Most states have been underpaying Pandemic Unemployment Assistance benefits
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Most states have been underpaying people who are on Pandemic Unemployment Assistance for months, according to a report out this week from the Government Accountability Office. Instead of calculating PUA benefits based on people’s income, many states have just been paying the minimum benefit.
“In the beginning, everyone was getting the minimum benefit because states were moving this out very quickly, and they wanted to get the benefit in people’s hands,” said Andrew Stettner at the Century Foundation.
Pandemic Unemployment Assistance was a new program, created as part of the CARES Act to temporarily allow people who are not eligible for traditional unemployment insurance — freelancers, gig workers and others who are self-employed — to get benefits during the pandemic, and states had to scramble to get it up and running.
Eventually, though, they were supposed to go back, look at claimants’ tax returns or other proof of income, calculate how much they should be getting based on their income, and adjust their benefits accordingly.
“But because this is not a seamless process, many workers have not gotten their benefits readjusted, even if they have successfully sent in their tax return,” Stettner said.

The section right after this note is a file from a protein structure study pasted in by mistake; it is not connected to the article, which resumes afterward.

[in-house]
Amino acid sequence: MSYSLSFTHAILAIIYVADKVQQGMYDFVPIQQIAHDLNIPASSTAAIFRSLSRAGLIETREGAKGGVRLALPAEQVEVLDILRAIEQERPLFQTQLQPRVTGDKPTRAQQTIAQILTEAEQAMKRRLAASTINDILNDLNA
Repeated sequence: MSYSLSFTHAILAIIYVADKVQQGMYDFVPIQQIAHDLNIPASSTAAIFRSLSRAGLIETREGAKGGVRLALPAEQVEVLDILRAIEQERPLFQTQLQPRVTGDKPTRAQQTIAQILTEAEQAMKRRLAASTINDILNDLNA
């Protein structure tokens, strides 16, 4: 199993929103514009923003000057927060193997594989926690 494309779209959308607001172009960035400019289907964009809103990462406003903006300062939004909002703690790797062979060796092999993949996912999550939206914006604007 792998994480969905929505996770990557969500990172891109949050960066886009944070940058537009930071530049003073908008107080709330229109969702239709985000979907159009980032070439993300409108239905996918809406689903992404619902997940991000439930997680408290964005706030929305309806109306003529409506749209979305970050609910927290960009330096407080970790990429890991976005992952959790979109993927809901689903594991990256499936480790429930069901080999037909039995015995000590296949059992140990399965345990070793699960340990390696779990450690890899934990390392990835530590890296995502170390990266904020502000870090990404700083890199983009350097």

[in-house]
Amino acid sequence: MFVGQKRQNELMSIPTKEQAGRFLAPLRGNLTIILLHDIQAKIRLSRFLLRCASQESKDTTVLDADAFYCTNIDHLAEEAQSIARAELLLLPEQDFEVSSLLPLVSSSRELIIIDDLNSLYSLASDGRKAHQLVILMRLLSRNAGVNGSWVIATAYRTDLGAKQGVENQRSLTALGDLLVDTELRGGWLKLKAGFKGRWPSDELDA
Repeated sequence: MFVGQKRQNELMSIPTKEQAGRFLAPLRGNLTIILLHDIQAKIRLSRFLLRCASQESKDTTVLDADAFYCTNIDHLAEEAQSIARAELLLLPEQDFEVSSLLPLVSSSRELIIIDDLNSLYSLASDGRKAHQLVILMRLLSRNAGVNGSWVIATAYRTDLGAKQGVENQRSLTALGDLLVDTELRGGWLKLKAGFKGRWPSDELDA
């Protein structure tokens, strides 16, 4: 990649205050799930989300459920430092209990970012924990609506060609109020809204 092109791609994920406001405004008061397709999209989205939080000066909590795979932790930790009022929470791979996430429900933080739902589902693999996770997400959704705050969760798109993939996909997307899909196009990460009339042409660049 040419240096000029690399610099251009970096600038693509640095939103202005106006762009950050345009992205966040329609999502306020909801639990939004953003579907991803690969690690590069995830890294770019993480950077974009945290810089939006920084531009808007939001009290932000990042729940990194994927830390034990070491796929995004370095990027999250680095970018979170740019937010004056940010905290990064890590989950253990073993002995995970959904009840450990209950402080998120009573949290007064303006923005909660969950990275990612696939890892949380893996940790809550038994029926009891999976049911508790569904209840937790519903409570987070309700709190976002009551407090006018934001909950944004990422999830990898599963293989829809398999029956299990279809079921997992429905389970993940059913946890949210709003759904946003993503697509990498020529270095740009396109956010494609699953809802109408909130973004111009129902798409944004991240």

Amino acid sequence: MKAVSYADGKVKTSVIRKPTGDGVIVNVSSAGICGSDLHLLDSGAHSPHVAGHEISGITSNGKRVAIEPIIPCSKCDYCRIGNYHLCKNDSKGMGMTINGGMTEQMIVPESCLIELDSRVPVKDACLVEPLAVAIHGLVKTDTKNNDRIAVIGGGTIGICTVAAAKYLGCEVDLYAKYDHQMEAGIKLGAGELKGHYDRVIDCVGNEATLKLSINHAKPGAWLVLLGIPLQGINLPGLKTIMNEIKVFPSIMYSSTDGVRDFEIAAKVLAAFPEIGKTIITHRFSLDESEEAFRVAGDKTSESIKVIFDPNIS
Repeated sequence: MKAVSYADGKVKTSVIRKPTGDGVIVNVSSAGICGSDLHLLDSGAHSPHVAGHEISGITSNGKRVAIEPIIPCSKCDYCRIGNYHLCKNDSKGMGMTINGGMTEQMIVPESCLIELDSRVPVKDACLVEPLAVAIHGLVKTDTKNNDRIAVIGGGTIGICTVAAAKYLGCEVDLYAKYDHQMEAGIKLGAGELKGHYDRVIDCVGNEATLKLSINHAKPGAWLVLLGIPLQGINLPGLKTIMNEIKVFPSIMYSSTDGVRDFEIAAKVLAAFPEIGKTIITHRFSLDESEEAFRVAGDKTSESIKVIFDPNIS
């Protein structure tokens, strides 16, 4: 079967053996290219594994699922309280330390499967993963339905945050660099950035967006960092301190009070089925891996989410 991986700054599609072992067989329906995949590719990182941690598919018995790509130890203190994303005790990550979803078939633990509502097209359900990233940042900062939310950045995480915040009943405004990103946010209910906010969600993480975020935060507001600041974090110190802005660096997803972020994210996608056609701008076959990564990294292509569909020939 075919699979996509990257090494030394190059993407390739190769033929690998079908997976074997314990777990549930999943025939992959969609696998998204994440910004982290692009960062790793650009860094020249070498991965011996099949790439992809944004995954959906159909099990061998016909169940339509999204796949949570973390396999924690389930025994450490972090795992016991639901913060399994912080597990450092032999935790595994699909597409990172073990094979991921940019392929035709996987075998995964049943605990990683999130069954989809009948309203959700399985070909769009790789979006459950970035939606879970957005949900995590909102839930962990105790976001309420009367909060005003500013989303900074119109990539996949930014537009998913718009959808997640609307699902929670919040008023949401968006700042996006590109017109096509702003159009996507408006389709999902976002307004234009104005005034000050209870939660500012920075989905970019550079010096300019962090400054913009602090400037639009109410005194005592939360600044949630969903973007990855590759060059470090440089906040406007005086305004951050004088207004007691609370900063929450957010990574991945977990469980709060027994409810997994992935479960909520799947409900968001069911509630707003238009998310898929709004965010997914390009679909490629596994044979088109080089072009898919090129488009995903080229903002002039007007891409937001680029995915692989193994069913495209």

In 27 of the 41 states that reported PUA data in September, the average weekly benefit was not much higher than the minimum weekly benefit, which “suggests that many individuals in these states are receiving the minimum benefit,” according to the GAO report. In 29 of those states, the minimum PUA benefit is below the poverty level.
Millions of people who are self-employed, freelancers or gig workers have received PUA benefits at some point during the pandemic. Many are likely eligible for thousands of dollars in back pay.
How much people are being underpaid varies by state, but “in many states with decent benefit amounts, people are being underpaid by hundreds of dollars [a month],” said Anne Paxton, an attorney and policy director at the Unemployment Law Project in Washington state.
Some states are starting to go back and recalculate benefits, though it’s unclear how many.
“Hopefully, what that means is that this month, as benefits may be winding down, at least some people will get some notification that they get a lot of back pay,” said Michele Evermore, senior researcher and policy analyst at the National Employment Law Project.
But people should be proactive and ask their state unemployment office to recalculate their benefit, rather than wait and see if the state will do it automatically, according to Evermore, Stettner and Paxton — and they should do it before Dec. 26, when the Pandemic Unemployment Assistance program is currently set to end.
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